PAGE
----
The task force had maps which showed "Iraq's oil fields, its major refineries and pipelines," a list of "companies from countries that were interested in doing business with Saddam's regime, ranging from Algeria to Vietnam," details of "oil and gas projects in Saudi Arabia and the United Arab Emirates, and [which included] information on the cost and status of projects in those countries." [4]
  • "Bush's Cabinet agreed in April 2001 that 'Iraq remains a destabilising influence to the flow of oil to international markets from the Middle East' and because this is an unacceptable risk to the US 'military intervention' is necessary." [5]
 
 
A US president will tell the oil industry what to do? 
 
That would be novel.
 
More often the oil industry tells the White House what it will do.  From yesterday's snapshot:
 
Meanwhile remember when Little Saddam (Nouri al-Maliki) forgot he was a puppet and thought he could demand that the White House get ExxonMobil to drop their deal with the Kurds?  Silly puppet.  Administrations dance for oil corporations.  Dar Addustour reports that US Vice Presidetn Joe Biden phoned Nouri on Thursday to express the US government's belief that Nouri needs to stop trying to halt that deal and that Nouri was informed that the F-16s Iraq 'needs' will not be supplied if Nouri doesn't stop trying to halt he ExxonMobil deal.  It's amazing.  Torture cells didn't bother the White House.  Killing gay men and men suspected of being gay didn't bother the White House.  Attacking Iraqi youths didn't bother the White House.  But when a billion dollar ExxonMobil deal was threatened, suddenly the White House is ready to pull the F-16s.
 
 
Today Dar Addustour columnist As Sheikh explores the issue and finds Nouri in an embarrassing situation having made a demand and been not only denied his request but informed that if he keeps attacking ExxonMobil's deal with the KRG, he won't get the F-16s he's been insisting he needs. The Thursday night call between Biden and Nouri is noted and As Sheikh says Joe also threatened to deny a number of visas to Iraqi officials.  As Sheikh feels that Iraqis can't grasp the power of ExxonMobil in the US and how it can sway an administration.  He may be right.
 
 
Turning to the US and political prisoner Lynne Stewart.  This week's Black Agenda Radio, hosted by Glen Ford and Nellie Bailey (first airs each Monday at 4:00 pm EST on the Progressive Radio Network) featured an update on Lynne from her husband.
 
Glen Ford:  Lynne Stewart, the New York-based human rights attorney sentenced to 10 years in prison on charges related to her defense of a terrorism sdefendant has lost an appeal in federal court.  She's confined at a medical prison near Fort Worth, Texas.  We spoke with Lynne Stewart's husband and fellow activist Ralphy Poynter.
 
Ralph Poynter: When I read the papers, and I read them again, one of the things that struck me is that they're referring to Lynne as having disrespect for the law.  My reaction to that is, anybody who studied the history of American law knows it's based in genocide, slavery and the double standard.  And so the only things that we can look to in America that are positive are those people who disobeyed the law and those people who fought to right the wrongs, who followed justice rather than law.  I like that better.  I am proud of her.  I am not saddended -- the things they said about her give me great pride.  We don't have to look far to see where she was afoul of the law [. . .] supporting immigrant rights, immigrant children, supporting the Black Movement,  And all of these things oppose the law.  So they and those who seek justice are coming at opposite ends.  So I applaud Lynne.  She has just had her operation that she should have had 36 months ago and she was scheduled to have her operation when the Second Circuit said she must go to jail immediately because 'she's traveling around the country to law schools and universities corruption our youth.'  So she's just had her operation. She went to a hospital. She said she had good treatment at the hospital.  But they said it was time to go back.  Not according to medical necessity but according to prison necessity. She was concerned about going back to a prison that is not hospital clean.  But Antoinette Martinez, an inmate from the Bronx, made sure that the section she went back to in the prison was as clean as a hospital.  And this really gives me -- Lynne says when she looked and saw it, she came to tears, that the inmates know who she is and are protecting her.  They cleaned. So here we are.  Lynne is fighting for the rights of the people int here and some of the people inside understand who she is and they're fighting for her rights the best way they can.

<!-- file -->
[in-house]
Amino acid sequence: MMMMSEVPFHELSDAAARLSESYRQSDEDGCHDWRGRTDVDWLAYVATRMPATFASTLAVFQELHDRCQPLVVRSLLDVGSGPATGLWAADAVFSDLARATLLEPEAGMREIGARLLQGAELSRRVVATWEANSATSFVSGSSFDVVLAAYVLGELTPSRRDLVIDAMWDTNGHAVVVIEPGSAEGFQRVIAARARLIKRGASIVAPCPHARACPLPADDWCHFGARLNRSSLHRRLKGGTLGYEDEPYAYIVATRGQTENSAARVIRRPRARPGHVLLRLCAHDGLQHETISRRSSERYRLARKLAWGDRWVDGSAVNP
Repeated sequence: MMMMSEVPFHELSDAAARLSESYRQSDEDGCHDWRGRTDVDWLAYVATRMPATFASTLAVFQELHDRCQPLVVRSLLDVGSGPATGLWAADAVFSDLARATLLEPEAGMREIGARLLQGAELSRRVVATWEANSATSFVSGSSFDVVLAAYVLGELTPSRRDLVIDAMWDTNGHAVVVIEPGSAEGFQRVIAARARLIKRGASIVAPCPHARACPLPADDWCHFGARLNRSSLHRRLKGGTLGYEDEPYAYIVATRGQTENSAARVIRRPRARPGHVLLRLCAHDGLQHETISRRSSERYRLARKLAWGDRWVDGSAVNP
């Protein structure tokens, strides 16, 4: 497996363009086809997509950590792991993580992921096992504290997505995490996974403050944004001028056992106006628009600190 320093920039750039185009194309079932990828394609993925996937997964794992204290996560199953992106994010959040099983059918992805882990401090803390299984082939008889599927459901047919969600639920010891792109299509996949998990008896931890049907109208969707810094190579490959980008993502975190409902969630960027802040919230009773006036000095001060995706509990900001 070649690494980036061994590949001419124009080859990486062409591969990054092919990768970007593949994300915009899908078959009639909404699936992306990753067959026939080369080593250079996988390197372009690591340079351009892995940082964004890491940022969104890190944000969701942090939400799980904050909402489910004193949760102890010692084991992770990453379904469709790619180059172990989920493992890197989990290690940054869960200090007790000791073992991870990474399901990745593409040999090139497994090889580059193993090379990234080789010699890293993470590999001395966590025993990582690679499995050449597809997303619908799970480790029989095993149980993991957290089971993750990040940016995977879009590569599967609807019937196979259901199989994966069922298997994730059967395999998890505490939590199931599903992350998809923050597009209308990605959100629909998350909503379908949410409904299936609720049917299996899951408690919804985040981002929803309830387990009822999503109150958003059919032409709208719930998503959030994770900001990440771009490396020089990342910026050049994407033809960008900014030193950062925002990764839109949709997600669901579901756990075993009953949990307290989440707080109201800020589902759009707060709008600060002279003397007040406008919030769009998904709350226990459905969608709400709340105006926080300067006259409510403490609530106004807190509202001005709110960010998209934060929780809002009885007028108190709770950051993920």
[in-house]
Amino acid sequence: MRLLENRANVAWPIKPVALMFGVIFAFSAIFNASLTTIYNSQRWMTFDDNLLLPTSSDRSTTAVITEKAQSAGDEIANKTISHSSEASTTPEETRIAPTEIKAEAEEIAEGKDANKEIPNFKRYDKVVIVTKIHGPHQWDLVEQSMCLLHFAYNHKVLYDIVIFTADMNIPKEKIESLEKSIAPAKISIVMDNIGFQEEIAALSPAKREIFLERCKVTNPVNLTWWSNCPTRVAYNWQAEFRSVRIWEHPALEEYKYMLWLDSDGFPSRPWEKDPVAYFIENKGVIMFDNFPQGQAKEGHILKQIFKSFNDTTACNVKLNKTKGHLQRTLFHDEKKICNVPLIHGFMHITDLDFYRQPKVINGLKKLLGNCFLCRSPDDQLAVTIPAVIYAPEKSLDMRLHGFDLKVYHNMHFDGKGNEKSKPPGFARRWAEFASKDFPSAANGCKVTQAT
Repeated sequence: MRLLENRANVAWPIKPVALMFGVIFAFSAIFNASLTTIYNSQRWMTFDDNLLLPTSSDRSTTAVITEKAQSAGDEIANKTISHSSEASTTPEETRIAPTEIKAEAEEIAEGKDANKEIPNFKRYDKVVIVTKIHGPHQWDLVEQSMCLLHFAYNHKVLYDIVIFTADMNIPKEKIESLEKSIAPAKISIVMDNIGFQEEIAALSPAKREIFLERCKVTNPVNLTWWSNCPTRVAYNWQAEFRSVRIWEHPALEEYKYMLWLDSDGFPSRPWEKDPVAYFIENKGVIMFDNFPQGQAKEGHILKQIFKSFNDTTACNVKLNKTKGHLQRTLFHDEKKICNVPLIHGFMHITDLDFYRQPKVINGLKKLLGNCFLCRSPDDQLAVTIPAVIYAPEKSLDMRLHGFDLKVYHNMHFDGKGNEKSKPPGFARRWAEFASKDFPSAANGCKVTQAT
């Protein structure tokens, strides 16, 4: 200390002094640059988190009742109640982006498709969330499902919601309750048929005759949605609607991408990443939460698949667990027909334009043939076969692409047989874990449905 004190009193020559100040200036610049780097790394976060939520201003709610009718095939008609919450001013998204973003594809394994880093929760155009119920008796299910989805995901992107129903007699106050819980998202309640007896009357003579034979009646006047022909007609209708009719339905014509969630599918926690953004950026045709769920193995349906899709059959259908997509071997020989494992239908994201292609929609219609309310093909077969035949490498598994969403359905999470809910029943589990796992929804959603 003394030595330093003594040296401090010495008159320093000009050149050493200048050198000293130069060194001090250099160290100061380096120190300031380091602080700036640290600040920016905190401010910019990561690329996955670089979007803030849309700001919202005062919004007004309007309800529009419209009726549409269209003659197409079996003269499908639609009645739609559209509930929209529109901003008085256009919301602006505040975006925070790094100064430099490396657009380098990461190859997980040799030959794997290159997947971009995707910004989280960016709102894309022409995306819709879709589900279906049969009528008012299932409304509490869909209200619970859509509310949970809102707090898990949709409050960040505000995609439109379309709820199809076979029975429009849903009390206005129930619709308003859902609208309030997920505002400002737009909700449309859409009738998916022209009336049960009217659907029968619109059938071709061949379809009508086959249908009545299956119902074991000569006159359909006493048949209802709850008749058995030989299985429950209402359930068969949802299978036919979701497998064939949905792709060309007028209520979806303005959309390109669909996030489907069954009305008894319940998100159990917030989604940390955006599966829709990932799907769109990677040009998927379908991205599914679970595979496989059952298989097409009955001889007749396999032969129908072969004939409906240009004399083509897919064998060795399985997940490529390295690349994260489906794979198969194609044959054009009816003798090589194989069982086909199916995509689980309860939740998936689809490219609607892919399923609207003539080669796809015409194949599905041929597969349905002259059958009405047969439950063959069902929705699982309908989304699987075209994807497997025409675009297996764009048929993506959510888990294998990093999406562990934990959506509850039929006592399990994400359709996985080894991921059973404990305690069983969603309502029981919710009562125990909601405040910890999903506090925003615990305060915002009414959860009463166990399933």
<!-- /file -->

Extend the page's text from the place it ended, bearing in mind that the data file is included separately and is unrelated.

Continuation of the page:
Last night, I filled in for Elaine and wrote about Lynne so you can refer to that for more but we'll note Peter Daniels (WSWS) article:

One of Stewart's lawyers, Herald Price Fahringer, said that an appeal to the full appeals court would be made, and that attorneys might eventually ask for a Supreme Court review. The opinion is a "terrible deterrent for people speaking out in public," Fahringer said.
Another attorney for Stewart, Jill R. Shellow, said, "Our intent is to pursue all of the legal remedies available to Lynne to redress her unreasonable sentence… Lynne was not and is not a terrorist. She was a fine and dedicated lawyer. She is almost 73, and under the best of circumstances will not be released from prison until 2018. That's a lifetime, her lifetime."
The vindictiveness of the appellate judges compares with the inability and unwillingness of any court up to the Supreme Court to put a halt to the genuinely criminal activities that continue to be carried out at the Guantanamo Bay prison, not to mention the drone attacks and other violations of international law by the Obama administration that provoked the condemnation of former US president Jimmy Carter this past week.


:: Article nr. 89321 sent on 04-jul-2012 23:04 ECT